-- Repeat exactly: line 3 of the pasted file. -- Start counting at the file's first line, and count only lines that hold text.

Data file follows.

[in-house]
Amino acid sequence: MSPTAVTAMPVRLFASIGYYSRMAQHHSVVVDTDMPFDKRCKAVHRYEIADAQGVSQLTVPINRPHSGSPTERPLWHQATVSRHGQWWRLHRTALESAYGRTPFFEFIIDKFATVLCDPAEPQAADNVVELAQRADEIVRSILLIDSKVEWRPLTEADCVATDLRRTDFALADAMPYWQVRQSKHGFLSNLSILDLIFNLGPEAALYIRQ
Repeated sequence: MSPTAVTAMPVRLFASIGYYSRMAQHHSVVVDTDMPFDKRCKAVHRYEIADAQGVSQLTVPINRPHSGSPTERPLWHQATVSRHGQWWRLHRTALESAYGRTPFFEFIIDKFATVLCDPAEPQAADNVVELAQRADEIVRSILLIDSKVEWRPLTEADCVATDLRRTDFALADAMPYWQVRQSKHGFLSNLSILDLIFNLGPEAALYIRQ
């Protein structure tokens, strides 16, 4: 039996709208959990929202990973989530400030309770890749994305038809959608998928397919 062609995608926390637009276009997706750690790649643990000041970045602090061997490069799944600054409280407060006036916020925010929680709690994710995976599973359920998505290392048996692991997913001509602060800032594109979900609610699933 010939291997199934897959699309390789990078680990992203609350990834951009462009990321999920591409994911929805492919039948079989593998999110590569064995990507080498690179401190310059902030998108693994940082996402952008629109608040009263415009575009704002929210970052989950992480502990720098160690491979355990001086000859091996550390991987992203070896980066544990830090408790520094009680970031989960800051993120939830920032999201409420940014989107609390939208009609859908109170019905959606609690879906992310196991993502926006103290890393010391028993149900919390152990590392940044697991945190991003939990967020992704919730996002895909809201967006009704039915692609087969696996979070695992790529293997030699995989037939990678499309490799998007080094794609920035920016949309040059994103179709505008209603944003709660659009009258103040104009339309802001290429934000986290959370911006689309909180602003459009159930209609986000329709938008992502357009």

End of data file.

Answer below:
Repeated sequence: MSPTAVTAMPVRLFASIGYYSRMAQHHSVVVDTDMPFDKRCKAVHRYEIADAQGVSQLTVPINRPHSGSPTERPLWHQATVSRHGQWWRLHRTALESAYGRTPFFEFIIDKFATVLCDPAEPQAADNVVELAQRADEIVRSILLIDSKVEWRPLTEADCVATDLRRTDFALADAMPYWQVRQSKHGFLSNLSILDLIFNLGPEAALYIRQ